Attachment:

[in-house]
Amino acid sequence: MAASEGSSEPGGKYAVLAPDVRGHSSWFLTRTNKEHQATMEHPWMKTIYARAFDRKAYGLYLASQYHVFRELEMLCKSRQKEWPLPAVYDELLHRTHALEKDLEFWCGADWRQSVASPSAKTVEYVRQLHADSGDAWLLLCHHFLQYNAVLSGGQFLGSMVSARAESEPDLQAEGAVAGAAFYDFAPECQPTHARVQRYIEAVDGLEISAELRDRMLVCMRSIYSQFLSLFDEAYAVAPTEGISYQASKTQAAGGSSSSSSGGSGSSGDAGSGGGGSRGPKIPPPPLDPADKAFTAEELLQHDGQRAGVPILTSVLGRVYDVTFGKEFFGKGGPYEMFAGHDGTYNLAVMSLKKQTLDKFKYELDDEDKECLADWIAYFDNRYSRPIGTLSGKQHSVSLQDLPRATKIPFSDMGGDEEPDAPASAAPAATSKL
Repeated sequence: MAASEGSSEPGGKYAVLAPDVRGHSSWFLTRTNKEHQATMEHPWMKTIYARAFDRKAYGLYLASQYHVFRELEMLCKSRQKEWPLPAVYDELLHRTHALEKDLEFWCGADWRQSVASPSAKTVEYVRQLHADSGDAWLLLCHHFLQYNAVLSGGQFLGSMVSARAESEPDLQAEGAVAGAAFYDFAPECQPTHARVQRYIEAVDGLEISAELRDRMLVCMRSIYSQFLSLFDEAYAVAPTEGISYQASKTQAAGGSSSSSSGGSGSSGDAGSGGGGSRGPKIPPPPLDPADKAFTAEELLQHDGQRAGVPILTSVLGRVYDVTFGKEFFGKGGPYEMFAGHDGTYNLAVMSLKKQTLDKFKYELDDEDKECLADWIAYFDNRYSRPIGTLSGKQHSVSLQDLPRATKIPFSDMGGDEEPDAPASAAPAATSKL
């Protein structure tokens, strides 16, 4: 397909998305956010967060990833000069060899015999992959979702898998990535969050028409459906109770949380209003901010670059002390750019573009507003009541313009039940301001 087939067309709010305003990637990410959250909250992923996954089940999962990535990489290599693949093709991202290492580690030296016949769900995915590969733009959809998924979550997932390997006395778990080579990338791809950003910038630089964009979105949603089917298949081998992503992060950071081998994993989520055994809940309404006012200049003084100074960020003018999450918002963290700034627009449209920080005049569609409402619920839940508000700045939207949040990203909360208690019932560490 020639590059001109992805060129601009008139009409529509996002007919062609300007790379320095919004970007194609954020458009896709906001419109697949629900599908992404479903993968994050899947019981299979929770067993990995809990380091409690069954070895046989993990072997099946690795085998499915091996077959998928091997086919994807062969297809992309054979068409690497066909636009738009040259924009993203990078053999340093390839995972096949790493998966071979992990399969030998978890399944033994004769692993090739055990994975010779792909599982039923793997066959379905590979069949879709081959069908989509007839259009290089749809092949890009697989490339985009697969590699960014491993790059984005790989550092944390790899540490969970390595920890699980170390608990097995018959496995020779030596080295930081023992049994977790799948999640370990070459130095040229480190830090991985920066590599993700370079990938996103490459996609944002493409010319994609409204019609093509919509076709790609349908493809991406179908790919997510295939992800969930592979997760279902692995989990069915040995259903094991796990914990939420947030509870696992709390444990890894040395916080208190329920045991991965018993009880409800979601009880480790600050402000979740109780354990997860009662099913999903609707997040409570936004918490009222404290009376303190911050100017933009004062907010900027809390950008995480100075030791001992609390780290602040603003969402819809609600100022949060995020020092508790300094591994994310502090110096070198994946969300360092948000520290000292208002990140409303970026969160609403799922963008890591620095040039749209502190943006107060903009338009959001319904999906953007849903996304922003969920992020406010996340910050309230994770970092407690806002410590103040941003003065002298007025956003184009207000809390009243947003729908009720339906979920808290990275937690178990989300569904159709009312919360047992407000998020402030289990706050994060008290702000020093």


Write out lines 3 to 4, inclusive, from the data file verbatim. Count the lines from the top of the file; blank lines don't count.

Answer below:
Repeated sequence: MAASEGSSEPGGKYAVLAPDVRGHSSWFLTRTNKEHQATMEHPWMKTIYARAFDRKAYGLYLASQYHVFRELEMLCKSRQKEWPLPAVYDELLHRTHALEKDLEFWCGADWRQSVASPSAKTVEYVRQLHADSGDAWLLLCHHFLQYNAVLSGGQFLGSMVSARAESEPDLQAEGAVAGAAFYDFAPECQPTHARVQRYIEAVDGLEISAELRDRMLVCMRSIYSQFLSLFDEAYAVAPTEGISYQASKTQAAGGSSSSSSGGSGSSGDAGSGGGGSRGPKIPPPPLDPADKAFTAEELLQHDGQRAGVPILTSVLGRVYDVTFGKEFFGKGGPYEMFAGHDGTYNLAVMSLKKQTLDKFKYELDDEDKECLADWIAYFDNRYSRPIGTLSGKQHSVSLQDLPRATKIPFSDMGGDEEPDAPASAAPAATSKL
């Protein structure tokens, strides 16, 4: 397909998305956010967060990833000069060899015999992959979702898998990535969050028409459906109770949380209003901010670059002390750019573009507003009541313009039940301001 087939067309709010305003990637990410959250909250992923996954089940999962990535990489290599693949093709991202290492580690030296016949769900995915590969733009959809998924979550997932390997006395778990080579990338791809950003910038630089964009979105949603089917298949081998992503992060950071081998994993989520055994809940309404006012200049003084100074960020003018999450918002963290700034627009449209920080005049569609409402619920839940508000700045939207949040990203909360208690019932560490 020639590059001109992805060129601009008139009409529509996002007919062609300007790379320095919004970007194609954020458009896709906001419109697949629900599908992404479903993968994050899947019981299979929770067993990995809990380091409690069954070895046989993990072997099946690795085998499915091996077959998928091997086919994807062969297809992309054979068409690497066909636009738009040259924009993203990078053999340093390839995972096949790493998966071979992990399969030998978890399944033994004769692993090739055990994975010779792909599982039923793997066959379905590979069949879709081959069908989509007839259009290089749809092949890009697989490339985009697969590699960014491993790059984005790989550092944390790899540490969970390595920890699980170390608990097995018959496995020779030596080295930081023992049994977790799948999640370990070459130095040229480190830090991985920066590599993700370079990938996103490459996609944002493409010319994609409204019609093509919509076709790609349908493809991406179908790919997510295939992800969930592979997760279902692995989990069915040995259903094991796990914990939420947030509870696992709390444990890894040395916080208190329920045991991965018993009880409800979601009880480790600050402000979740109780354990997860009662099913999903609707997040409570936004918490009222404290009376303190911050100017933009004062907010900027809390950008995480100075030791001992609390780290602040603003969402819809609600100022949060995020020092508790300094591994994310502090110096070198994946969300360092948000520290000292208002990140409303970026969160609403799922963008890591620095040039749209502190943006107060903009338009959001319904999906953007849903996304922003969920992020406010996340910050309230994770970092407690806002410590103040941003003065002298007025956003184009207000809390009243947003729908009720339906979920808290990275937690178990989300569904159709009312919360047992407000998020402030289990706050994060008290702000020093």